Most professionals in the software development industry recognize the need for Configuration Management (CM). CM has been around long enough for people to have experienced problems when CM was either not in place or when the level of CM was insufficient for the needs of the work. CM values of identification, control, audit, and report are meant to ensure integrity of the product under development. These days, almost everyone has, at least, version control practices which include a version control tool and a simple checkout/checkin process. However, as with any engineering discipline, the level of the CM implementation (since CM is much more than just version control) will depend greatly on the culture along with the methods and governance that exist within the company.
Think of it as having several gauges: the main gauge for culture, with two minor gauges for methods and governance.What methods and governance an organization has does contribute to the culture, but they also indicate the level of importance an organization places on these areas.
Visibility into these three areas can help you gauge how readily the organization will accept CM, the level of CM they will accept, and the best approach for implementing CM into the organization.Avoiding the mistake of introducing too much CM at one time can help with the acceptance of additional CM practices over time.
For example, if the culture is a closed one, the methods used are mostly ad hoc, and governance is lax, then it will be challenging to introduce CM practices into the organization.Even if the culture is open, but governance is lax and methods are ad hoc, then it still can be challenging to introduce or improve CM practices.If the culture is somewhat open, the current methods used are mature, and the governance is somewhat strong, then introducing CM will be easier. In this case, there can be advantages in aligning CM with the current methods.
Seeing CM through the lens of Culture
Culture may be described as the set of shared values, goals, and practices within an organization that make up patterns for the way people behave and work.Within a culture, patterns may be introduced in an ad hoc manner or driven by leaders within a company and most often somewhere in between.In very young companies, these patterns are being invented and constructed by the way people interact and based on the needs of the company.In older organization, these patterns have been well established and often times continue to exist even when people recognize a need for change.In effect, inertia sets in.When people enter existing cultures, most attempt to identify the patterns and align with the culture while only a few will attempt to change the culture because of the effort needed to do so.The ability in which to change is directly proportional to how open or closed a culture is to accepting change.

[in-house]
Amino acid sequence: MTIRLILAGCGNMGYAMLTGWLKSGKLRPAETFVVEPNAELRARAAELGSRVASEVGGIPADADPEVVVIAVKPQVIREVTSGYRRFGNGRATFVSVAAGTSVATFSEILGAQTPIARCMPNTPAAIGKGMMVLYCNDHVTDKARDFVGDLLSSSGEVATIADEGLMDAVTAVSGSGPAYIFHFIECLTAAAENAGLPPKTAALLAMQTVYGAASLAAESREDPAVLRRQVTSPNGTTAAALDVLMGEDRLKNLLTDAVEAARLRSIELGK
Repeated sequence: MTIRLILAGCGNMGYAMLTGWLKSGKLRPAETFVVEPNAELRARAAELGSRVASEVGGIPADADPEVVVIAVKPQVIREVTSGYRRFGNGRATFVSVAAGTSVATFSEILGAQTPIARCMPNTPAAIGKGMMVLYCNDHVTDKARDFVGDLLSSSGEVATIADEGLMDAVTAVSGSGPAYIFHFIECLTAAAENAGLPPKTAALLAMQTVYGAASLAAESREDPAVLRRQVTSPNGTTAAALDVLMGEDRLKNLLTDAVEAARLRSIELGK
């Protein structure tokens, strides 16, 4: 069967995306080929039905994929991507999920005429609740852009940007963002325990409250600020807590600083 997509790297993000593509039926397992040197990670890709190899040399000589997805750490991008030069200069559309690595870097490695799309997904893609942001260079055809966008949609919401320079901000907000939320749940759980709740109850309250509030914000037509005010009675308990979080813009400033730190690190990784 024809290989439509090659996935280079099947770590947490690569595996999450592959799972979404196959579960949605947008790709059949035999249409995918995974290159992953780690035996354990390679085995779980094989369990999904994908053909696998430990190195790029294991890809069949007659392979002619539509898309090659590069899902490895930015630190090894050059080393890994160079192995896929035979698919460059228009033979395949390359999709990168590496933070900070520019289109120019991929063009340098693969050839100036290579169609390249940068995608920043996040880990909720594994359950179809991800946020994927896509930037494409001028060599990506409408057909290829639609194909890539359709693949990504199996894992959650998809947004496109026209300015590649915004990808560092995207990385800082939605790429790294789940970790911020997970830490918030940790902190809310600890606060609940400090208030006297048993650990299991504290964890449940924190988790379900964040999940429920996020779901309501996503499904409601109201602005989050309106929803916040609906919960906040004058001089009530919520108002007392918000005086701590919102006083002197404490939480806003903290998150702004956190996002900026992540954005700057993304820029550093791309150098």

When Configuration Management is introduced into a culture, it can take many forms.By this I mean the amount of CM functionality that can be introduced.As mentioned, version control is readily accepted.However, there is much more to CM than just version control.There is CM planning, build management, change control, problem management, branching and merging, release engineering, CM auditing, and CM reporting.It is important to identify what the culture can handle and also what it needs.Therefore, the form CM takes depends on three very important ingredients.The first is the person introducing CM (a.k.a., the CM professional) and second is the current state of the culture, and the third is the organizational or product CM need.
The CM professional will come with their own set of experiences in implementing CM.A wide range of experience in implementing CM is very helpful in implementing future CM systems.The goal of this person should be to identify the CM needs of the organization and then the type of culture that exists and how open the culture is to change.Then the CM professional should provide a form of CM that can be absorbed within that culture so that actual CM adoption will occur.It is best when a CM professional is flexible and has strong assessment skills so that they can determine the best form and level of CM and the best way to implement that level of CM.The biggest danger in implementing CM is when there are unrealistic expectations by either the CM professional or